There are moments in your life that split into a before and an after. For me, one of these moments was in October 2017, when I woke up just after 6 a.m. to messages from a friend in Germany asking if I was safe.


The air was thick and abrasive with smoke and an auburn haze extended over the entire Bay Area. It was the smoke trail of the Atlas and Tubbs fires, the scale of which had never been seen in Northern California. 

October used to be the best part of living in Northern California. It was a time when the fog would lift for several weeks after June gloom, the layers and the fleece would come off, and we’d get what the rest of the country called summer. 

But after 2017, those comfortably warm, early autumn days from my childhood ended. Climate change was here and unavoidable. The warnings about how we were poisoning the planet came true faster and more fiercely than I could have imagined. 

Then came the apocalyptic Orange Day of late 2020 in the Bay Area, when multiple lightning ignitions surrounded the region in three simultaneous mega-fires consuming a football field of land a second. 

Since then, a distinct unease had settled over the West Coast for several months a year. Known as the Santa Anas in Southern California or the Diablo Winds in Northern California, these seasonal dry, 50 mph winds rush over the Sierra Nevada range down toward the coast of California, turning tiny sparks into multi-hundred thousand-acre conflagrations. It is “the weather of catastrophe, of apocalypse,” Joan Didion once wrote. “The winds show us how close to the edge we are.” British Columbia, Oregon, Eastern Washington, Montana, Colorado, and even this winter, New Mexico have seen their versions of the same story.

What do we do in the face of such monumental change? While the Biden administration remarkably pulled together an first-of-its-kind federal climate package in the Inflation Reduction Act, centuries of manmade carbon emissions have already set us on a trajectory where drier vegetation and more unpredictable weather patterns mean more megafires.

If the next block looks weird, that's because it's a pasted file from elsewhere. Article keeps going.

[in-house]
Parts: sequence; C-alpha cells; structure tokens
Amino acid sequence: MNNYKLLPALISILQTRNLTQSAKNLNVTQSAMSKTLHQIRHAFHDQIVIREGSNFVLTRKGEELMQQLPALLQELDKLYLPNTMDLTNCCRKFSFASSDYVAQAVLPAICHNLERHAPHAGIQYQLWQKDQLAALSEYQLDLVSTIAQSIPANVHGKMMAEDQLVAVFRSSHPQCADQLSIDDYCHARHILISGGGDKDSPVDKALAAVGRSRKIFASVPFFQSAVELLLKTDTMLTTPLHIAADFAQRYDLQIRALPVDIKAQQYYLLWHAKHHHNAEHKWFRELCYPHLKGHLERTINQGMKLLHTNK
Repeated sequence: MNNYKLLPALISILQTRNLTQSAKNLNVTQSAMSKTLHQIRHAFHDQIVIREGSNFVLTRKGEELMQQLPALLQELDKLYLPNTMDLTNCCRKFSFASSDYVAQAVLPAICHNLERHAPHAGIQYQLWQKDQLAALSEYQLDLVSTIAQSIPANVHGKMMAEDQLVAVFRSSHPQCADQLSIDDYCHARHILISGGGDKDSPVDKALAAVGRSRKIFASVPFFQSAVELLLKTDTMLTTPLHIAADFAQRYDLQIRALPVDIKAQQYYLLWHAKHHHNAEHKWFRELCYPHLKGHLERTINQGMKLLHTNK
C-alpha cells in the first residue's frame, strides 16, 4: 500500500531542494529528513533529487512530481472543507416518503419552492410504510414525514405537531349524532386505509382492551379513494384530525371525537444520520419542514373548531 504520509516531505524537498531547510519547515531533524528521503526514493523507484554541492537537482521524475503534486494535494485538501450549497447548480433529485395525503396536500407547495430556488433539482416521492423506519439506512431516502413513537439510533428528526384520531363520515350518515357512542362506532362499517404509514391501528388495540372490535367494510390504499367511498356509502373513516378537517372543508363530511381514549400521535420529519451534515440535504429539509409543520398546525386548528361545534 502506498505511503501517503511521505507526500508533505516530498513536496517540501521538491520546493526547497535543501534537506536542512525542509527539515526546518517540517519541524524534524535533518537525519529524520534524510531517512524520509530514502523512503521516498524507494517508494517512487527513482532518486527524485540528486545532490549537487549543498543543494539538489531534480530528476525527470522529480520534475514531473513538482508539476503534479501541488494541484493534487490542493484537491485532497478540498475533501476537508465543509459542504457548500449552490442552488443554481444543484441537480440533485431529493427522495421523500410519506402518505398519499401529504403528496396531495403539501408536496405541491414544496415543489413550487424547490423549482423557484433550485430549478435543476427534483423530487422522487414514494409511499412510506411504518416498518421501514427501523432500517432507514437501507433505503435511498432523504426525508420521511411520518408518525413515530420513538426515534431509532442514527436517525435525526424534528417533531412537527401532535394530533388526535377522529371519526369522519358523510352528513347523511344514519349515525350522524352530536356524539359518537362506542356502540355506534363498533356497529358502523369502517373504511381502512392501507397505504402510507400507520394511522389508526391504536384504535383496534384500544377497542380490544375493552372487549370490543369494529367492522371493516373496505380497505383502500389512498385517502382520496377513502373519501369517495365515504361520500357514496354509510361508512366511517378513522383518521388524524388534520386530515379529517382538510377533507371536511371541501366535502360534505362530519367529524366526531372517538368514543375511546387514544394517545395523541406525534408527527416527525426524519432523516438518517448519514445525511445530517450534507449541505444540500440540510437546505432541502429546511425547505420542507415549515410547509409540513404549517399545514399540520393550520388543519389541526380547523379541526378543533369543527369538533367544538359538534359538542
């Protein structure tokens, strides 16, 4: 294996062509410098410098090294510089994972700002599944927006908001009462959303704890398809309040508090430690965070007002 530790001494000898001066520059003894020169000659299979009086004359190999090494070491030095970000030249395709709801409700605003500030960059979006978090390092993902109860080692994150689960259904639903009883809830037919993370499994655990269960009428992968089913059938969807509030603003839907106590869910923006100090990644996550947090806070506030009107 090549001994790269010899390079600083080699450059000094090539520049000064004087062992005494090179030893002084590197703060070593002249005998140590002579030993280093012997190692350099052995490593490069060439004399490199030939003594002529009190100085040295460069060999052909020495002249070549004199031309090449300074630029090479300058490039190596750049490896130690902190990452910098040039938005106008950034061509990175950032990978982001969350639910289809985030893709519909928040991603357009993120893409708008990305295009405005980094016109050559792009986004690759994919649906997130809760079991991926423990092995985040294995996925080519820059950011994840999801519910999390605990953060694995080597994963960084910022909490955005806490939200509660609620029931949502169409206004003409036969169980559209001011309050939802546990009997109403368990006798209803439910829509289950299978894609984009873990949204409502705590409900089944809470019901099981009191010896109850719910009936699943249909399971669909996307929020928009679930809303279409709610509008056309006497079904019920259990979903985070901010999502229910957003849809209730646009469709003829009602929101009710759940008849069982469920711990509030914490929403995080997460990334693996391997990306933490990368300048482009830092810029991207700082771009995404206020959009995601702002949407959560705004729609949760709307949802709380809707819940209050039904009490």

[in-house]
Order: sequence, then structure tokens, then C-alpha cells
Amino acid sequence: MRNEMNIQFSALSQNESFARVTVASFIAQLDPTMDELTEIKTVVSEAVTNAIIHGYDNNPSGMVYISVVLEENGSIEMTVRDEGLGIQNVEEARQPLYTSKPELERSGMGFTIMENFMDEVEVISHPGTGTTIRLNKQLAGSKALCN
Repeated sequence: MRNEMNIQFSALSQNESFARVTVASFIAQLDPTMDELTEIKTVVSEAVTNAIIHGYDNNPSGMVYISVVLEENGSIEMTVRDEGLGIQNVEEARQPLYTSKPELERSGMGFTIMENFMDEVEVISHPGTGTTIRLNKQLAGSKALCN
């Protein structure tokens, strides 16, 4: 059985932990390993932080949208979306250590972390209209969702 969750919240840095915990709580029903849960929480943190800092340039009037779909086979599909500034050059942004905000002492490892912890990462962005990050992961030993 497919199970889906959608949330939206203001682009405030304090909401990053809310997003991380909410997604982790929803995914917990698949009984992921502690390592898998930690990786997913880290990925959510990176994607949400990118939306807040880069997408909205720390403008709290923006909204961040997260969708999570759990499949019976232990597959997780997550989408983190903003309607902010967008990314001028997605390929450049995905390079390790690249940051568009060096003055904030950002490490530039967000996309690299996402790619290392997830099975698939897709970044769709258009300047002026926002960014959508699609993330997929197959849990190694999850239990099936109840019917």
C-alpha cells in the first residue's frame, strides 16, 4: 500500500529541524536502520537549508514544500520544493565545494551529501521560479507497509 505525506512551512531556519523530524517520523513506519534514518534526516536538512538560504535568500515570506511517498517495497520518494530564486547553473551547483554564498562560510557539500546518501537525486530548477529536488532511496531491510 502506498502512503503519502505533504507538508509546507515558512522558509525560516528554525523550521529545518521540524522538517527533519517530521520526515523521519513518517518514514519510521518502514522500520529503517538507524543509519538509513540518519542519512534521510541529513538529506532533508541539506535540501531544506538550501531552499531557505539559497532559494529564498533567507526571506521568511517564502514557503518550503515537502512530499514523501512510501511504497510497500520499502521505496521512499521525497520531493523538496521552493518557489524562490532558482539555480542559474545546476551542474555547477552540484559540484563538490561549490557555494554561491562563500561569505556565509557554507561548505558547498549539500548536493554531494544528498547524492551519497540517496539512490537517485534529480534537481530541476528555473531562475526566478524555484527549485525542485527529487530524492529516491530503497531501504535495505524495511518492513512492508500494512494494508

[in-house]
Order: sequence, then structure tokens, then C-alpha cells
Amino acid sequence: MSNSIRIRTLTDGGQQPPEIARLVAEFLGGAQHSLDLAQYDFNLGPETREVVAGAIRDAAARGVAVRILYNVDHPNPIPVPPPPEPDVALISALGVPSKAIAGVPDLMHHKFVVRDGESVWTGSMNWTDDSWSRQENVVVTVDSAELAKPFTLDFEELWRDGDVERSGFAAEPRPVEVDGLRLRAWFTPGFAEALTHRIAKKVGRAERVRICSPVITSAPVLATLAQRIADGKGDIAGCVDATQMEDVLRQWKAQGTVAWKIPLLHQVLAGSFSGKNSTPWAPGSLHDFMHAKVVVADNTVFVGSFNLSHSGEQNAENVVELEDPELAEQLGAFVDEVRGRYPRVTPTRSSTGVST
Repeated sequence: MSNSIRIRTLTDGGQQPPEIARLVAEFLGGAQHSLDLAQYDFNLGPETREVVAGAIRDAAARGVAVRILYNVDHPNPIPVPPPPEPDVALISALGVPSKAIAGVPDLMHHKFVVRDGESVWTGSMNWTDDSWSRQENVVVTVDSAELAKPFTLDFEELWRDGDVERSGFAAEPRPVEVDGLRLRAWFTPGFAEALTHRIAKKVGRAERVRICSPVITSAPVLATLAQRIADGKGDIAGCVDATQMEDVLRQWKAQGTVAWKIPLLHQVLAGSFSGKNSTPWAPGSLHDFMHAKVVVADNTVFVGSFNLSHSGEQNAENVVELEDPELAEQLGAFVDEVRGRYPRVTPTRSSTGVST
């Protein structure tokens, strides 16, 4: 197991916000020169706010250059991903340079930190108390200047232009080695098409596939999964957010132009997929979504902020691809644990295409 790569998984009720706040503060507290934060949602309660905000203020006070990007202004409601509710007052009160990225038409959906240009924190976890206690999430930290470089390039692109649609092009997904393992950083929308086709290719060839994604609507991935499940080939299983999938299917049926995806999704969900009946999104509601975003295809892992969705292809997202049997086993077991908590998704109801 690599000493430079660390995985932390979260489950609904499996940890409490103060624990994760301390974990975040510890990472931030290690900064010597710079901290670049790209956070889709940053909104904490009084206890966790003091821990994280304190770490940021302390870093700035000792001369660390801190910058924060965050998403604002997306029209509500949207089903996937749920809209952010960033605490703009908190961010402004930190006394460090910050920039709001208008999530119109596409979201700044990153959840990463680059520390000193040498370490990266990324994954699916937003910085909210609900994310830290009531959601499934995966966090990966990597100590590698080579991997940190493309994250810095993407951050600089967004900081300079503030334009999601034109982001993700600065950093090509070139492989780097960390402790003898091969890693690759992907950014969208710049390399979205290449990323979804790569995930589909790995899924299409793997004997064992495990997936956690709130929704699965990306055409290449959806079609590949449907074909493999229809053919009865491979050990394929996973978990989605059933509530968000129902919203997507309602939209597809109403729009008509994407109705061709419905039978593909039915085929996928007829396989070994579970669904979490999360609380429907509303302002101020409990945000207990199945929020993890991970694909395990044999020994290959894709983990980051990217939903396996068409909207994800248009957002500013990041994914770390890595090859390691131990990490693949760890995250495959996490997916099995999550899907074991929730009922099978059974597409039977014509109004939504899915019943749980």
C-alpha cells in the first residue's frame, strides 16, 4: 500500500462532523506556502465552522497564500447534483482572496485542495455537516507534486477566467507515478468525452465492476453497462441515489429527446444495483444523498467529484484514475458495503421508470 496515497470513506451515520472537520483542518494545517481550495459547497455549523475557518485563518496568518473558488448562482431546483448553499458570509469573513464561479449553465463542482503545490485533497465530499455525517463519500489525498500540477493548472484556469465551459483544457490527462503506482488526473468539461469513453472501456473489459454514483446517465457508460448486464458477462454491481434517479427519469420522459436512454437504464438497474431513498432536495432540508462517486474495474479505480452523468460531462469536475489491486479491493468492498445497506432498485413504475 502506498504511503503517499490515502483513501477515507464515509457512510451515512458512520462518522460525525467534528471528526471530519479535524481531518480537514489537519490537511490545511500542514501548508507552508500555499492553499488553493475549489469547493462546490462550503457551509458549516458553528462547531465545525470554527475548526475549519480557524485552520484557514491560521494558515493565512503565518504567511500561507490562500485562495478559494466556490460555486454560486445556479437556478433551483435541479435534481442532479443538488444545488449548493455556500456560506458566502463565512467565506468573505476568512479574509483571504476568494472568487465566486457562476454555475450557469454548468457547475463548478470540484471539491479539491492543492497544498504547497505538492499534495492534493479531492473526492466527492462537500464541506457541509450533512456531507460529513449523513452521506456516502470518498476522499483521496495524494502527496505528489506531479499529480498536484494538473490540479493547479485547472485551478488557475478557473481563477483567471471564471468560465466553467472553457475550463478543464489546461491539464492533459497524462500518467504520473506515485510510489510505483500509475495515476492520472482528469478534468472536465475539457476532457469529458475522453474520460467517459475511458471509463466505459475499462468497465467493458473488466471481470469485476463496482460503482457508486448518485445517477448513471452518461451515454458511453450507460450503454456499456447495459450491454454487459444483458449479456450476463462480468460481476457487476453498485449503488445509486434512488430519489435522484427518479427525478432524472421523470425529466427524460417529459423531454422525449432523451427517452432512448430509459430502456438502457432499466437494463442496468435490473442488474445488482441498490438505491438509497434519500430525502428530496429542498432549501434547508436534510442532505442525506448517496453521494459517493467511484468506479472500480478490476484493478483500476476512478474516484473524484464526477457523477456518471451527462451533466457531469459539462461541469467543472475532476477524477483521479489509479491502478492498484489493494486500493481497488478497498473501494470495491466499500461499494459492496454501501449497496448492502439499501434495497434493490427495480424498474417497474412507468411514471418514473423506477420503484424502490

So we must adapt. We have no other choice. 

I’ve been so heartened to see many talented technical and product leaders switch into climate work over the past year. While they can’t fully compensate for the government’s inaction, startups and the private sector can step up to fill critical missing pieces.

That’s what Sonia Kastner, a veteran hardware leader and executive, is doing with Pano AI. After crisscrossing both the private and public sector, scaling product lines at Google, and participating in multiple waves of climate tech and cleantech, she’s building a full-stack, hardware-software platform for managing climate adaptation and natural disasters. Pano’s entry point is through a wildfire detection system that they have installed camera systems across multiple continents. Fire departments as well as utilities like Portland General Electric are using their computer vision-enabled system to catch wildfire starts before they become mega-fires. 

On high fire-risk days, when air humidity drops below 20 percent and winds are going at 40 to 50 miles per hour, the first 15 minutes after ignition can be the difference between a wildfire that engulfs entire communities or gets contained quickly. 

Pano AI’s platform uses a mix of signals to interpret threats, from cameras to 911 calls to satellite imagery. Utilities across North America, Europe, Australia, and beyond are having to learn the lessons that California picked up in the last five years, and they’re having to level up quickly. 

In the past two years alone, Pano AI has signed partners across five states in the US and two states in Australia (NSW and Queensland) and counts customers from Xcel Energy to Aspen’s Fire Protection District to the US Forest Service on its client list.

Given that incredible uptake in demand, Initialized is excited to lead a $20M round in the company, joining other firms, including Convective Capital, a fund solely dedicated to mitigating wildfires, Congruent Ventures, Quiet Capital, DCVC and January Ventures.

While I continue to meet entrepreneurs focused on solving the upstream problems of emissions reduction and carbon removal, the impacts from emissions humans have already released since the Industrial Age are baked in for decades and centuries forward. This means we’ll have to learn how to live with megafires in the years to come. 

This is why technologies and systems for climate adaptation like Pano AI absolutely must be part of humanity’s collective toolkit.